The Tale of Two Weddings:
My two sons were married within a year of each other. I need to say upfront that nothing is more important in my life than my three kids and now my two (soon to be three) grandchildren. I have always enjoyed participating in their lives. The weddings of my sons were very significant occasions my life.
The first son was married in an outdoor ceremony on the grounds of one of the many beautiful country clubs that the Myrtle Beach area is famous for. I was a groomsman and very proud to be part of this event. As father of the groom, I honchoed the rehearsal dinner. It was held in a clubhouse on the beach and I had it catered southern style: barbecue and all the fixin’s. Many of the guests were from the north and had not experienced a genuine pig picking. Since most of the attendees were coming from out of town and arriving early, we elected to invite all invited guests to the rehearsal dinner, instead of the customary participants. Nearly all of them were able to attend. As a result, we ran low on food long before I was ready to stop serving. I ended up running to a local pizza place and buying a dozen or so pies to supplement our spread. It was a great party and everyone seemed to enjoy the day. The wedding went off without a hitch, even though we were worried about an outdoor affair in the sweltering heat of August. I have many fond memories of that weekend, which I felt very much a part of.
The second son was married in Pigeon Forge, Tennessee, a God-awful place, which looks like Myrtle Beach without the attraction of the beaches. The ceremony took place in one of those tacky chapels that usher one wedding out one door as another is entering through another door. The proprietors were rude and surly, as was the photographer. I was not a part of this wedding at all. The rehearsal dinner was a weenie roast at a cabin in the mountains conducted by one of the bride’s many uncles or cousins. I was invited, though I definitely felt like a crasher at a family reunion. I was such an outsider to the wedding that I was told I would not need a tux, until the last minute when it was decided that it would be better for the wedding photographs if I did not wear my golf attire, so I was allowed to rent a tux. It was not necessary, since I was only included in one photo (which I did not receive a copy of), while even the most obscure, shirttail cousins of the bride were posed in every possible combination. Anyone viewing the wedding album would assume my son is an orphan. I am surprised my son allowed to keep his name. Not even a hyphen. But, I felt the most sorry for my ex-wife (mother of the groom) who was shown absolutely no respect at the wedding. She was not even escorted into the chapel. She had to find her own seat and endure the same embarrassing questions by other guests that I did: “Who are you? With the bride or groom?” While a child's wedding is of great importance to the dad, it is doubly so for the mom. She flew across the country to be dissed. I have exactly the same amount of happy memories of that weekend as I have photos to commemorate it.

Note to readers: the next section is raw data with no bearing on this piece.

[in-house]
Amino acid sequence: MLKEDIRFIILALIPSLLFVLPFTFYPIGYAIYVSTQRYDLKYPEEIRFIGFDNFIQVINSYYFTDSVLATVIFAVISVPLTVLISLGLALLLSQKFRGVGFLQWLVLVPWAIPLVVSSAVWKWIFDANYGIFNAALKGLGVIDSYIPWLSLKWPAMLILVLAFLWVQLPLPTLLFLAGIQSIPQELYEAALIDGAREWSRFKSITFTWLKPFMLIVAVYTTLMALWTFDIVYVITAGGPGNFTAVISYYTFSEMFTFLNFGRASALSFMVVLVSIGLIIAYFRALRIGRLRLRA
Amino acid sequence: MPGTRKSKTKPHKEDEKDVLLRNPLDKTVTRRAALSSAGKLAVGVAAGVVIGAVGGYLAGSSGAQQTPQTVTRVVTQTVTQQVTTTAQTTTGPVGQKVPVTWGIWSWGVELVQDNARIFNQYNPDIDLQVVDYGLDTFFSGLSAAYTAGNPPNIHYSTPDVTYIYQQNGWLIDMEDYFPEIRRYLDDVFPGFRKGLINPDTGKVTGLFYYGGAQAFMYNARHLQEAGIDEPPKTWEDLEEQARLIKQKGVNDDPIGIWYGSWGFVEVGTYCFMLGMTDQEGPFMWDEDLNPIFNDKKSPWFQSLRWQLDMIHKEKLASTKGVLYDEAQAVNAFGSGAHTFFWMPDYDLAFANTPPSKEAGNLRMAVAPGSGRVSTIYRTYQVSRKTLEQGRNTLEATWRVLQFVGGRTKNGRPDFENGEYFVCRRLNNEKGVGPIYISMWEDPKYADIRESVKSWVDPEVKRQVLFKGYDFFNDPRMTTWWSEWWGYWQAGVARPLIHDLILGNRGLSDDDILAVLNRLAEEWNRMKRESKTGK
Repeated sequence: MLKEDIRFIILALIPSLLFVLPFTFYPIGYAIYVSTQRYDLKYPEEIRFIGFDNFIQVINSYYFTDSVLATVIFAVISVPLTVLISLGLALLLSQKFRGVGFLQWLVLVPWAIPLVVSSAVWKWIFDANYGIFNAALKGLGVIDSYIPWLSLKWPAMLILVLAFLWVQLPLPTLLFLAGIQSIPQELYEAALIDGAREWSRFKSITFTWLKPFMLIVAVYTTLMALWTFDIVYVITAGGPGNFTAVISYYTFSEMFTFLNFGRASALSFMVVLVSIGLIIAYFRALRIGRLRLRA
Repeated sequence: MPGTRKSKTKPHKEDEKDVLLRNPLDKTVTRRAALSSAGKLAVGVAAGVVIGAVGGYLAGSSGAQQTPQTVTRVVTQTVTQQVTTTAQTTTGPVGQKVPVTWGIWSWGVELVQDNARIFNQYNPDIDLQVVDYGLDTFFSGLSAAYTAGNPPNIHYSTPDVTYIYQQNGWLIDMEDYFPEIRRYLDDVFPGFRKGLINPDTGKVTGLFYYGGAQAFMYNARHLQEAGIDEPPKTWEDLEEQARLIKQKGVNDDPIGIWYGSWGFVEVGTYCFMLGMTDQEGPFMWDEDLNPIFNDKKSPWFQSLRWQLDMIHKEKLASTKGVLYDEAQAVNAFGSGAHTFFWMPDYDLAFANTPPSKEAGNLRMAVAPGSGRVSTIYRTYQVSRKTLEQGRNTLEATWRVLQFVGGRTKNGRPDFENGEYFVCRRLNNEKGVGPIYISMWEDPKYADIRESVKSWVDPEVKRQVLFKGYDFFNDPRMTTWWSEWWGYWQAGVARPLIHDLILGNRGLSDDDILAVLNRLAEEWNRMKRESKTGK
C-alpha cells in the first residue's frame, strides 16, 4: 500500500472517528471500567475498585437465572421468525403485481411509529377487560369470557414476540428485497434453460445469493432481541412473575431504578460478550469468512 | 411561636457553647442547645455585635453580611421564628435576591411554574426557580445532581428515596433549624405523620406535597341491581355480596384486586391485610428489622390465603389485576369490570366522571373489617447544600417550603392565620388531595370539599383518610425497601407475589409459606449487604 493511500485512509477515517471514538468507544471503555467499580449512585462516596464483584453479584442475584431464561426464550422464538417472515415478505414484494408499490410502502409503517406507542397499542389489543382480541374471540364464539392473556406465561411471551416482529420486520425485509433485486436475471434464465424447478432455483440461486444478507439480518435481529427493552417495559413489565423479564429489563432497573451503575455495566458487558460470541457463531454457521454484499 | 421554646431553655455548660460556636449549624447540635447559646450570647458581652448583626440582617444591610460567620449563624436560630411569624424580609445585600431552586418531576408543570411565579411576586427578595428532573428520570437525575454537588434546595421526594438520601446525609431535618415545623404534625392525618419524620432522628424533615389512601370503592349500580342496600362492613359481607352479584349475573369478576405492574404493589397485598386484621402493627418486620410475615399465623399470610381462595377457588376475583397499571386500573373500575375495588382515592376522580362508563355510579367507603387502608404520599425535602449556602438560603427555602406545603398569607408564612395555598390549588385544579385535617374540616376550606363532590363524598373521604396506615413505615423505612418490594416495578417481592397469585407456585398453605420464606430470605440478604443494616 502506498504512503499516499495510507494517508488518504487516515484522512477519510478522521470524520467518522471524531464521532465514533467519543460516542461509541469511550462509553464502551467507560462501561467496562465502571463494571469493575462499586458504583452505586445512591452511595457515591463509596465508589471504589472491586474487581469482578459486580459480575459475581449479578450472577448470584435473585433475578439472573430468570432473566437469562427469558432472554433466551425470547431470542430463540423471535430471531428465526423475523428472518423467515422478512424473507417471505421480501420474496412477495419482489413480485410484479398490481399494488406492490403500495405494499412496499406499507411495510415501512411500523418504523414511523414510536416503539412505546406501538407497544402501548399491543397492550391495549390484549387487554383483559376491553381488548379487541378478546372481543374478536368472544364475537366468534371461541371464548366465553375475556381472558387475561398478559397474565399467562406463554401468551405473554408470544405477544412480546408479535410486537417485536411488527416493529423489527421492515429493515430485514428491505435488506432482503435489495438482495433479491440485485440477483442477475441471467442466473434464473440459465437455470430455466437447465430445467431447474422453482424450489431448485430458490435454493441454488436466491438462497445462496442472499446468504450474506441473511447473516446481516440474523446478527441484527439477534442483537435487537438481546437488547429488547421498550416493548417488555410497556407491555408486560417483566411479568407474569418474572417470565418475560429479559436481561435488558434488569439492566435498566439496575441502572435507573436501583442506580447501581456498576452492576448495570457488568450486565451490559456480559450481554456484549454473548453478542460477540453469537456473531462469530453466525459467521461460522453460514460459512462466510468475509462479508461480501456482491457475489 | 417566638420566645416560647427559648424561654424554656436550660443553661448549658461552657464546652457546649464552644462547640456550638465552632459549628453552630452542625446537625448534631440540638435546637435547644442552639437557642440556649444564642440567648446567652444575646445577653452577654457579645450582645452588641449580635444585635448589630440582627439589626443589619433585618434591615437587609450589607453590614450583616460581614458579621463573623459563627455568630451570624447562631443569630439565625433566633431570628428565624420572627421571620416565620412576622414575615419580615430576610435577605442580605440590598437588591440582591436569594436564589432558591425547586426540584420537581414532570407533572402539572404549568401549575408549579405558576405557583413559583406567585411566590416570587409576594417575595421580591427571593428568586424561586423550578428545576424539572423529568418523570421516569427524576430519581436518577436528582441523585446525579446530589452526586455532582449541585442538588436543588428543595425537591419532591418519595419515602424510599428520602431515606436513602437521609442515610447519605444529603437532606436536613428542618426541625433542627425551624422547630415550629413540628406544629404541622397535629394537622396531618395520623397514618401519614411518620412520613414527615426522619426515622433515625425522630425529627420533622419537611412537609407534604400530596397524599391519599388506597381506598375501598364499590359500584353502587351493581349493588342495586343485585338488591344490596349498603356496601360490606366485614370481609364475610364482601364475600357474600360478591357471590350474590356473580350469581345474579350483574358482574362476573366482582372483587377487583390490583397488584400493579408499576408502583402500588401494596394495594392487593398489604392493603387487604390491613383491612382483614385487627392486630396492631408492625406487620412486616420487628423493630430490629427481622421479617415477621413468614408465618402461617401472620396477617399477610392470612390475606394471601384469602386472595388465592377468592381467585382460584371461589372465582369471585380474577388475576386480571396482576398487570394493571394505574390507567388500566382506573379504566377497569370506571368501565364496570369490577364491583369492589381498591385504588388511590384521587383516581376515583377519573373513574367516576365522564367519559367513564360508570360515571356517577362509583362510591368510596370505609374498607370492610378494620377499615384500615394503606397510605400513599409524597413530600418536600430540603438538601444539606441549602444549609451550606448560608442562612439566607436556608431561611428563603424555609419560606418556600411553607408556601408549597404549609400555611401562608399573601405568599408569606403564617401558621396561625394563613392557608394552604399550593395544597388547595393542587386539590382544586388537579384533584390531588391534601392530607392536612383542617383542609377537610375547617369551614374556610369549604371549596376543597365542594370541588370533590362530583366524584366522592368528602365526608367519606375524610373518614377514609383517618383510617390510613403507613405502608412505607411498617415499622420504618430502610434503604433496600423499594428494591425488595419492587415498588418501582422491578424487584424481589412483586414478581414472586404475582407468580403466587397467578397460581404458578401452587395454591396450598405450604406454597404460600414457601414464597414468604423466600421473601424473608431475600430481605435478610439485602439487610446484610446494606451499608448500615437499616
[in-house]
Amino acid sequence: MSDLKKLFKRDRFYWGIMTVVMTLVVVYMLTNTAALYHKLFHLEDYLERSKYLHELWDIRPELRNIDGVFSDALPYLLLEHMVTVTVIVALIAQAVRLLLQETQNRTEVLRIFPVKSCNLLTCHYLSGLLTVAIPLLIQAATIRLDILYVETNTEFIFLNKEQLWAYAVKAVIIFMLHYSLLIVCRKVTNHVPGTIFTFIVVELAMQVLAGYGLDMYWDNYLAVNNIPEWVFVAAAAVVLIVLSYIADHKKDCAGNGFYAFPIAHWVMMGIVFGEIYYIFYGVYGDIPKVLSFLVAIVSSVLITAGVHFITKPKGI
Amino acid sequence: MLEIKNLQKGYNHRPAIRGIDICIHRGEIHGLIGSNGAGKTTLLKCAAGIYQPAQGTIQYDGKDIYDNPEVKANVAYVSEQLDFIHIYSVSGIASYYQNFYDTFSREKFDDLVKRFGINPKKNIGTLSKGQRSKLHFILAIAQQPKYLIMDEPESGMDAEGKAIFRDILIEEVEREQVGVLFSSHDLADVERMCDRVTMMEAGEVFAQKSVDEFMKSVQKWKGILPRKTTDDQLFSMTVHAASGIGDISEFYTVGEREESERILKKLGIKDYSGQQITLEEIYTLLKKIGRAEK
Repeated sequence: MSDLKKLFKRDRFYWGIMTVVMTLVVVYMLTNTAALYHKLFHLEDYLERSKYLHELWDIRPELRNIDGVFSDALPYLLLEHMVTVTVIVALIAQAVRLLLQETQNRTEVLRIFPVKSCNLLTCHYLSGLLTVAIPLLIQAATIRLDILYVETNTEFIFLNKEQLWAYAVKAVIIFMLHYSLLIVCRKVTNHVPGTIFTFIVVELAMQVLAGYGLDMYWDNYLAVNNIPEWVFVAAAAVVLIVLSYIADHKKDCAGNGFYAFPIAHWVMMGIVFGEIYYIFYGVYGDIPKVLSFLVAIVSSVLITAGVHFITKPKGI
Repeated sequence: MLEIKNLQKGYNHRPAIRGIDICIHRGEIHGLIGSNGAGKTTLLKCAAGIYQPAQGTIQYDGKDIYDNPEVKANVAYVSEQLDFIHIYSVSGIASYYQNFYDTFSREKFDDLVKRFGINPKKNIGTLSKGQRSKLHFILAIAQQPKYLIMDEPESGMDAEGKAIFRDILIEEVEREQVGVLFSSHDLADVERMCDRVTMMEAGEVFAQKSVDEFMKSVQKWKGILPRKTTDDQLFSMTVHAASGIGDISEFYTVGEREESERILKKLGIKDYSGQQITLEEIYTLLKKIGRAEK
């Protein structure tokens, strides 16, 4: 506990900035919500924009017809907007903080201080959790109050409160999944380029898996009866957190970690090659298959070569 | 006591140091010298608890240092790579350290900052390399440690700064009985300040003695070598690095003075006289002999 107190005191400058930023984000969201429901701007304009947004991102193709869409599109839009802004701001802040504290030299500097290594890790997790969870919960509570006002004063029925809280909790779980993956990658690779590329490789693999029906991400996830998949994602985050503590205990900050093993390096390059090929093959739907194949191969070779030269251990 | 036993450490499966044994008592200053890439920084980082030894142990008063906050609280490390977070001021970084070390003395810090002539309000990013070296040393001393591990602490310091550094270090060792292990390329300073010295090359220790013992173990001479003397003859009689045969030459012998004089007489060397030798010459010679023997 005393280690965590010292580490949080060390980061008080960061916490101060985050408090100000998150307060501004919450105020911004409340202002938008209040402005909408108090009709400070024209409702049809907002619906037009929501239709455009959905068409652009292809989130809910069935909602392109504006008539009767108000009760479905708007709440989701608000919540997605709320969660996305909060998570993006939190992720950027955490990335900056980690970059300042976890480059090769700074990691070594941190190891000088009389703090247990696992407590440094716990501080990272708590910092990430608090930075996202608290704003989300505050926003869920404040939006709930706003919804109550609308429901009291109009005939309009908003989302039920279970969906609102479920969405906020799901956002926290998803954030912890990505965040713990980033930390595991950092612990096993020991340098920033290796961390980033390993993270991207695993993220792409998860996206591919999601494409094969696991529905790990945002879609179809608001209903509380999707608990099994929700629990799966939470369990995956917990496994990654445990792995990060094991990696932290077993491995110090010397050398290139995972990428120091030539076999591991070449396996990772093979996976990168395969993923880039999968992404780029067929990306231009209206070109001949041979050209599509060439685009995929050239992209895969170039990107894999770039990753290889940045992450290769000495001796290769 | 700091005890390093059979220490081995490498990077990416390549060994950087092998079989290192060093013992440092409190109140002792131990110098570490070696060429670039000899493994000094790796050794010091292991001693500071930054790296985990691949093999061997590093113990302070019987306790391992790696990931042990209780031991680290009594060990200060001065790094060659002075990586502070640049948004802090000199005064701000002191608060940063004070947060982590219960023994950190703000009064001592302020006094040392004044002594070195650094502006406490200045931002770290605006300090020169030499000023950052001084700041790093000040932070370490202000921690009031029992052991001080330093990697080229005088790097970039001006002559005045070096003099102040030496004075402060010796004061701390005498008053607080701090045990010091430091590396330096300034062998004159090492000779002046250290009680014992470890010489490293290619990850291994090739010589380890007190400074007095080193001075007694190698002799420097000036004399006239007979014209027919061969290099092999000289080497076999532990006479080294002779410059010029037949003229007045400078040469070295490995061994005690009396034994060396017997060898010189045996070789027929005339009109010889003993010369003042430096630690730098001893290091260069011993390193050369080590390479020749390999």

I have been counseled to use this forum to discuss things that bother me in lieu of my previous method of holding it in until I destroy property and inflict grievous bodily harm on others. When the Sunday Scribbling’s prompt was “Wedding”, this is the first thing that came to mind. It was not written to hurt anyone’s feelings. It is just an honest account of these two events and the contrast in the way they were conducted.
Friday, September 26, 2008
The Tale of Two Weddings: